severely had he attempted any advance north of the town. This disposition of my batteries remained unchanged during the 11th and 12th.
On the 12th, our infantry having evacuated the town, Captain Rhett's and Captain Parker's batteries opened their rifles occasionally at the position of the principal pontoon bridges of the enemy, Captain Rhett also enfilading two of the principal streets. These fires invariably elicited prompt and heavy responses from the enemy, from which, however, our pits saved us nearly all damage.
On the morning of the 13th, this firing was continued, aided by three 12-pounder guns of Captain Moody's battery, in a new position north of the Plank road, opposite Captain Rhett, whence the street leading to the pontoon bridge could be enfiladed. This latter fire at once attracted a reply from every battery of the enemy in reach, and caused us slight loss. Captain Moody, however, still held the position, sheltering his men when not firing. The enemy shelled this position not only all day, but every day of their occupation of the city afterward, whence I infer that our fire must have cause them much annoyance. I afterward made pits in this position for guns with Captains Moody's and Rhett's cannoneers, but they were only completed on the morning of the enemy's evacuation.
At 3.40 p. m. the 13th, I received an order to relieve the Washington Artillery on Marye's Hill, their ammunition being nearly exhausted. I at once hastened there with Captain Woolfolk's battery, Captain Moody's 12-pounder guns, and two guns of Captain Jordan's battery, and occupied the pits under a heavy fire, which caused three-fourths of my entire loss while galloping up. The enemy were already within 300 yards, and seeing the Washington Artillery leave after so protracted and gallant a defense, cheered and pressed on heavily, aided by three batteries which opened from the edge of the town and their line of heavy guns on the opposite bank. Disregarding the latter, we poured a rapid and murderous fire on the former and their advancing infantry, under which and the accurate aim of our veteran infantry beneath us, they were soon driven to shelter behind the houses of the town. About dark the remaining section of Captain Jordan's battery was brought up, one gun replacing a damaged gun of Captain Maurin's in a pit left of the Plank road, and the other remaining near, under the control of General Ransom, for any emergency. About 7 p. m. the enemy, said to have been Sykes' division of regulars, again advanced under cover of darkness until opened on by our infantry below. My guns opened with canister and case shot at the flashes of their muskets, and this their last repulse was said to have been the bloodiest.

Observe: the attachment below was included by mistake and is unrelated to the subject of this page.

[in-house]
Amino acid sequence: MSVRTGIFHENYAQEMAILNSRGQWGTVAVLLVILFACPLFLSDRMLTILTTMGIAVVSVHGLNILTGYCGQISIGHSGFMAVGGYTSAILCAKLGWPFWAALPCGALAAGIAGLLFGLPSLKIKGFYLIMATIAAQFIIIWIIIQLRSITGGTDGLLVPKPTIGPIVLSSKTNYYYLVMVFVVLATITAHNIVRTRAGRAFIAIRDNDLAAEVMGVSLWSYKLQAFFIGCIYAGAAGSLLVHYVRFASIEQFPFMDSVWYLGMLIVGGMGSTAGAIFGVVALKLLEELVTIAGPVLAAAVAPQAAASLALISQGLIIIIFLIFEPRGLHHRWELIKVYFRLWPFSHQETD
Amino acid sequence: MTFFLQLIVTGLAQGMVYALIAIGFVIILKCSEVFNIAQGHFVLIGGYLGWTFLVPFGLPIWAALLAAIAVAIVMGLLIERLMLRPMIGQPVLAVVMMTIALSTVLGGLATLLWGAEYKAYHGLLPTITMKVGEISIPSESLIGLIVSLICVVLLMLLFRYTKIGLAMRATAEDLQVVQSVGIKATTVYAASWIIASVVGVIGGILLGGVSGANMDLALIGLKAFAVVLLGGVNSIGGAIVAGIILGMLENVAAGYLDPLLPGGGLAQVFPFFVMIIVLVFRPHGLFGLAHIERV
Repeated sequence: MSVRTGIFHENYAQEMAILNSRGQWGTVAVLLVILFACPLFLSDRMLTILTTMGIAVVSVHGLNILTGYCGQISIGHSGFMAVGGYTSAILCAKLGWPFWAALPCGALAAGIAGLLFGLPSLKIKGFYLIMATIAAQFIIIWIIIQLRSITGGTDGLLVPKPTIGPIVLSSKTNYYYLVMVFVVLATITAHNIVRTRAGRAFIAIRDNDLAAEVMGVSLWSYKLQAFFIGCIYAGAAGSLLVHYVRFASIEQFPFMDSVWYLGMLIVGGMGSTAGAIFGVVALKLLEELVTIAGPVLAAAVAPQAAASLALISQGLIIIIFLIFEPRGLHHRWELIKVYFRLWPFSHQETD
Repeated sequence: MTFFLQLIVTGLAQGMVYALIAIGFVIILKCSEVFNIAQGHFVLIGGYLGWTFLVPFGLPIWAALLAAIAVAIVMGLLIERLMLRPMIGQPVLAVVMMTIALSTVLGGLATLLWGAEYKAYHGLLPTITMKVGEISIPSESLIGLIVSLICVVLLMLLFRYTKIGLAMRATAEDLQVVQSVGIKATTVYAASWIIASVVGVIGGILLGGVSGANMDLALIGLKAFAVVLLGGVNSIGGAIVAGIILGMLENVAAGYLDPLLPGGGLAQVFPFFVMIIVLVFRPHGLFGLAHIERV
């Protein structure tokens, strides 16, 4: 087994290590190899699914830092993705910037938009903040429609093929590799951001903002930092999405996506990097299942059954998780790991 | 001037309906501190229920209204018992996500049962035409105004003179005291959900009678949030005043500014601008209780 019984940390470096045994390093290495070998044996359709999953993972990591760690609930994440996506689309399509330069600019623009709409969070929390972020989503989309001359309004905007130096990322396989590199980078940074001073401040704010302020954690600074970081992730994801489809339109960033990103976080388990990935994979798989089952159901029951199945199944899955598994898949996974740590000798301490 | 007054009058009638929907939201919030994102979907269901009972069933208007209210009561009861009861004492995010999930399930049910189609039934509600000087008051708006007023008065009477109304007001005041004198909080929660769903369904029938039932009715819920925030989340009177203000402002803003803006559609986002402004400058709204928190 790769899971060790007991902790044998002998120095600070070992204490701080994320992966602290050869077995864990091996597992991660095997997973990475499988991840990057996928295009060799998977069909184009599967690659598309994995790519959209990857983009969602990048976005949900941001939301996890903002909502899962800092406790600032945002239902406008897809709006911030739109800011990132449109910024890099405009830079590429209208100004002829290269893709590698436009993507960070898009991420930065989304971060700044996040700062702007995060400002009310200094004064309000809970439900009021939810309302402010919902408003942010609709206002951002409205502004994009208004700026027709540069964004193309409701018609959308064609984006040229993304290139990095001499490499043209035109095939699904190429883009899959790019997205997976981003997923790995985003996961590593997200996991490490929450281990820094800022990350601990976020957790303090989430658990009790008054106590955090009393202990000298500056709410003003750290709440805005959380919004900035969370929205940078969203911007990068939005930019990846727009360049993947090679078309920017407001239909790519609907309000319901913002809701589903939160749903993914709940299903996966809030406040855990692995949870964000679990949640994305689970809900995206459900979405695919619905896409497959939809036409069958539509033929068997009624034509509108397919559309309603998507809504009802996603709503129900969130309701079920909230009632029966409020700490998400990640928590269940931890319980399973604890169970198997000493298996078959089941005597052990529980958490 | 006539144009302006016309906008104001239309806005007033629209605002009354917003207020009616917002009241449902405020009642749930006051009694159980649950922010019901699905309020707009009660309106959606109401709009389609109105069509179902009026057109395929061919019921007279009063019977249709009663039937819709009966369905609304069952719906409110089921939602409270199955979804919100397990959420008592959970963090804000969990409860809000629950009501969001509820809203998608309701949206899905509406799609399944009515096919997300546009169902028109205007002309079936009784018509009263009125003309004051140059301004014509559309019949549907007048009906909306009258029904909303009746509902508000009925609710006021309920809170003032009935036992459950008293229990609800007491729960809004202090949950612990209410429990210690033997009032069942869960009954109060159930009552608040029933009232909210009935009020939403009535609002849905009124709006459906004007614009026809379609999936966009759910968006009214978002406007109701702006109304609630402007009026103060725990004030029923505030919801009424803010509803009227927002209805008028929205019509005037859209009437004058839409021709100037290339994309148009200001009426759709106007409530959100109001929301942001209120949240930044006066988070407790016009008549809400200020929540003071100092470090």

At dawn on the 14th, my only remaining guns in reserve-Moody's two 24-pounder howitzers and one rifle of Captain Jordan's-relieved the remainder of Captain Maurin's battery in the pits left of the Plank road, and two 12-pounder guns of Captain Moody's, and two 6-pounder guns of Captain Woolfolk's were relieved by brigade batteries, being out of ammunition. On the 14th, we fired but few shots, and only at bodies of the enemy's infantry, being compelled to economize ammunition.
On the night of the 14th, Captain Parker discovered a position enfilading the canal valley in front of the town, and two pits were constructed at it, which I occupied before day with Moody's 12-pounder guns. When the fog lifted, the reserves of the enemy's pickets could be seen lying flat on their faces in the valley-in the language of General Burnside, "holding the first ridge." A few well-directed shots by Captain Moody soon, however, broke this hold, and all who could not find fresh shelter fled in confusion to the city, under the fire of our sharpshooters and several guns immediately in their rear. This, with a single